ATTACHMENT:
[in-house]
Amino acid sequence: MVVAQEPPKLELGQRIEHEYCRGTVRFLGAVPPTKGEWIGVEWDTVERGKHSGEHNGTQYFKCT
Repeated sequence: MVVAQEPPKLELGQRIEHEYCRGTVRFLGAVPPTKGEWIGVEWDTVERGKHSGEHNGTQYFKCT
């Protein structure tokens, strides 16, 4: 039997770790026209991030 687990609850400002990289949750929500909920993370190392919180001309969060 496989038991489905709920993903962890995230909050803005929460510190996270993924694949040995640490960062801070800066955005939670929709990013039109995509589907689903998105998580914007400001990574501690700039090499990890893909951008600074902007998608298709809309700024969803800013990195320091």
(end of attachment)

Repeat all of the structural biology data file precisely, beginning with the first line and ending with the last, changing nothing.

[in-house]
Amino acid sequence: MVVAQEPPKLELGQRIEHEYCRGTVRFLGAVPPTKGEWIGVEWDTVERGKHSGEHNGTQYFKCT
Repeated sequence: MVVAQEPPKLELGQRIEHEYCRGTVRFLGAVPPTKGEWIGVEWDTVERGKHSGEHNGTQYFKCT
């Protein structure tokens, strides 16, 4: 039997770790026209991030 687990609850400002990289949750929500909920993370190392919180001309969060 496989038991489905709920993903962890995230909050803005929460510190996270993924694949040995640490960062801070800066955005939670929709990013039109995509589907689903998105998580914007400001990574501690700039090499990890893909951008600074902007998608298709809309700024969803800013990195320091």